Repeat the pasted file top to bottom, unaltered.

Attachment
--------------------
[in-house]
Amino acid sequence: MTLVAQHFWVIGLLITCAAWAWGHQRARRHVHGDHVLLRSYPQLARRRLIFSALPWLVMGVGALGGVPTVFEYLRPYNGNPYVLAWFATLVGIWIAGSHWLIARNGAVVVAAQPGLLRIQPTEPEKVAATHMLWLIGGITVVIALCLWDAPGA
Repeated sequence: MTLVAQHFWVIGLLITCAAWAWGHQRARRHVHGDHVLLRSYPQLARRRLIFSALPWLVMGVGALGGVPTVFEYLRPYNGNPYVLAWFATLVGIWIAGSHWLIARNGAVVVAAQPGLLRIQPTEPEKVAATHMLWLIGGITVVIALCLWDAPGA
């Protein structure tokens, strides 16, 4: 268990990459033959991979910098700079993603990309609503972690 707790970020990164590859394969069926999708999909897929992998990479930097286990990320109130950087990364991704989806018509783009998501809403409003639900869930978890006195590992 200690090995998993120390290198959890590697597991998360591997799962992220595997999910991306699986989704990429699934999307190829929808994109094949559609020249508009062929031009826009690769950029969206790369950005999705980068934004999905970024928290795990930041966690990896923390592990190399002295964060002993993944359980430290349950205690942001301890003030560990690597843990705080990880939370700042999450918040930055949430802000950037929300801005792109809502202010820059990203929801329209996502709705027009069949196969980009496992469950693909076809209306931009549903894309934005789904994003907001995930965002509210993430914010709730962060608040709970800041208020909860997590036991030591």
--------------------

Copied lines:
[in-house]
Amino acid sequence: MTLVAQHFWVIGLLITCAAWAWGHQRARRHVHGDHVLLRSYPQLARRRLIFSALPWLVMGVGALGGVPTVFEYLRPYNGNPYVLAWFATLVGIWIAGSHWLIARNGAVVVAAQPGLLRIQPTEPEKVAATHMLWLIGGITVVIALCLWDAPGA
Repeated sequence: MTLVAQHFWVIGLLITCAAWAWGHQRARRHVHGDHVLLRSYPQLARRRLIFSALPWLVMGVGALGGVPTVFEYLRPYNGNPYVLAWFATLVGIWIAGSHWLIARNGAVVVAAQPGLLRIQPTEPEKVAATHMLWLIGGITVVIALCLWDAPGA
């Protein structure tokens, strides 16, 4: 268990990459033959991979910098700079993603990309609503972690 707790970020990164590859394969069926999708999909897929992998990479930097286990990320109130950087990364991704989806018509783009998501809403409003639900869930978890006195590992 200690090995998993120390290198959890590697597991998360591997799962992220595997999910991306699986989704990429699934999307190829929808994109094949559609020249508009062929031009826009690769950029969206790369950005999705980068934004999905970024928290795990930041966690990896923390592990190399002295964060002993993944359980430290349950205690942001301890003030560990690597843990705080990880939370700042999450918040930055949430802000950037929300801005792109809502202010820059990203929801329209996502709705027009069949196969980009496992469950693909076809209306931009549903894309934005789904994003907001995930965002509210993430914010709730962060608040709970800041208020909860997590036991030591």